Thalmic Labs, based in Kitchener, Ontario has developed a new hardware wristband that will allow users to control tablets, computers, drones, and a slew of other devices with a wireless wristband. The new hardware is called the MYO and is available for pre-order right now for a paltry $149.99. We expect this technology to give Kinect and other services a run for their money.
The MYO senses gestures and movements in two ways: 1) muscle activity, and 2) motion sensing. When sensing the muscle movements of the user, the device can detect changes in hand gesture right down to each individual finger. When tracking the positioning in space of the arm and hand, the device can detect subtle movements all directions. Right now it is fully compatible with MAC, PC, Android, and iOS, but is subject to developers adding the functionality for it.
“As a company, we’re interested in how we can use technology to enhance our abilities as humans – in short, giving us ‘superpowers’.” explains Stephen Lake, co-founder and CEO of Thalmic Labs on the motivation behind MYO. “We”re excited to see how the MYO blurs the lines between us and digital technology.”
I think adding this technology to popular tablets would be a game changer. Instead of interacting with the touchscreen exclusively, you could merely gesture. This would be perfect for cooking in the kitchen and not wanting to make your device dirty. It would also be useful for having your device on a charging dock and being able to switch songs or flip pages in an ebook without going near it. If you have ever had a gathering of people and everyone wants to play songs from YOUTUBE or other streaming services, you can do it without needing a remote or keyboard.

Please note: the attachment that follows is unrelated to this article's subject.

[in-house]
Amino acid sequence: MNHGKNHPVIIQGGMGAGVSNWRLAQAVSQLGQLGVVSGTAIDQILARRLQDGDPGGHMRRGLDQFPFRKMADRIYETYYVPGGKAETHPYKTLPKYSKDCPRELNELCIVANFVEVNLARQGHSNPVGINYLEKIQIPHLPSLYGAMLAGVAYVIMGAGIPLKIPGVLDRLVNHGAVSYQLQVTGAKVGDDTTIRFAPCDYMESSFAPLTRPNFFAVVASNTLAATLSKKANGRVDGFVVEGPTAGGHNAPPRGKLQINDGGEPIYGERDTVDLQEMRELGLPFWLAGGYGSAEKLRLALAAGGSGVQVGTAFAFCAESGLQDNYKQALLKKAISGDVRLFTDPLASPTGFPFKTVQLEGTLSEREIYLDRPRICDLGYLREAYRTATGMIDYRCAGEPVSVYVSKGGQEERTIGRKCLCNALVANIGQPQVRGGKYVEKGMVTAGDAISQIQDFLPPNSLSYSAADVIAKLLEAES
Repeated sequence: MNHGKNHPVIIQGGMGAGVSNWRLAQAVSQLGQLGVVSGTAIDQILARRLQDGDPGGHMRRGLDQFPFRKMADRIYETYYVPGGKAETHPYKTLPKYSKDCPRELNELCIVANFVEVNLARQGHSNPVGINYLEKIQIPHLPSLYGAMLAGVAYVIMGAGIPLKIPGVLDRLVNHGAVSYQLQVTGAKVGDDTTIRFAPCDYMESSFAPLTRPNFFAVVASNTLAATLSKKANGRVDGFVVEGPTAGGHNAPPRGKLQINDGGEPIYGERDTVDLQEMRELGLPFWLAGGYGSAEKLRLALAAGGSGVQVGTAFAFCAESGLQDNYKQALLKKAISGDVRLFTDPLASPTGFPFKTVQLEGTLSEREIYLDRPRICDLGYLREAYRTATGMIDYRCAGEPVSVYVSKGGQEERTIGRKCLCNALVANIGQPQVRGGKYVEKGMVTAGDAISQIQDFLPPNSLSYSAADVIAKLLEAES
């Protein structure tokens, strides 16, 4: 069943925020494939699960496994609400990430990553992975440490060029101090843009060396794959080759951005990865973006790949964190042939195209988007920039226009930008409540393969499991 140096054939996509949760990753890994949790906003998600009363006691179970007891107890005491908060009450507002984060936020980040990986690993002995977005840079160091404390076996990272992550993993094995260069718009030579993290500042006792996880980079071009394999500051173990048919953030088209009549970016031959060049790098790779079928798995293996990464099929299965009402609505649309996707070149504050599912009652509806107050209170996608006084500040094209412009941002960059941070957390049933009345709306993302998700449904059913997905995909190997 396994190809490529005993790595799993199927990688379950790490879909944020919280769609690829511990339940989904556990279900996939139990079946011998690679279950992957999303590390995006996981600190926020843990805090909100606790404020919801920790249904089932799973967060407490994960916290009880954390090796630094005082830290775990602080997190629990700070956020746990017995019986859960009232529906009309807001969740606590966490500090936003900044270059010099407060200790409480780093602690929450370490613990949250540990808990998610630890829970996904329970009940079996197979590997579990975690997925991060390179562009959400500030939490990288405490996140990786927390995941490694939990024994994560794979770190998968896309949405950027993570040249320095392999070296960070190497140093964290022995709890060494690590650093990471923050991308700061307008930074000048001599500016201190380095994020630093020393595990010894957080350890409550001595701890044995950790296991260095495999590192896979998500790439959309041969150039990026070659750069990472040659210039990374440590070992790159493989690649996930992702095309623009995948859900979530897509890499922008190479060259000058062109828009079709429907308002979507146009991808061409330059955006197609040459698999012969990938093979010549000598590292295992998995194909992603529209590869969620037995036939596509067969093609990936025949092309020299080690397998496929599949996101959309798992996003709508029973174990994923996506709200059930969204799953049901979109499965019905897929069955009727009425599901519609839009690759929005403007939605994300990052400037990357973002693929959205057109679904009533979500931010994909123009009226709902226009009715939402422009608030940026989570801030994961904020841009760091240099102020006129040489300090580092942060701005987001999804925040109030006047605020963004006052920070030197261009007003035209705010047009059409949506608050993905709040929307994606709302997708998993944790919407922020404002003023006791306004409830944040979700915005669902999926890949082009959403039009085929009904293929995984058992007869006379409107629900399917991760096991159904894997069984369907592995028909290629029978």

We have all already heard of Google Glasses, the augmented reality eye-wear that will be dropping by to say HI in the next year or two. Could you imagine these two things paired with each other? Really exciting stuff.
Michael Kozlowski is the Editor in Chief of Good e-Reader. He has been writing about audiobooks and e-readers for the past ten years. His articles have been picked up by major and local news sources and websites such as the CNET, Engadget, Huffington Post and Verge.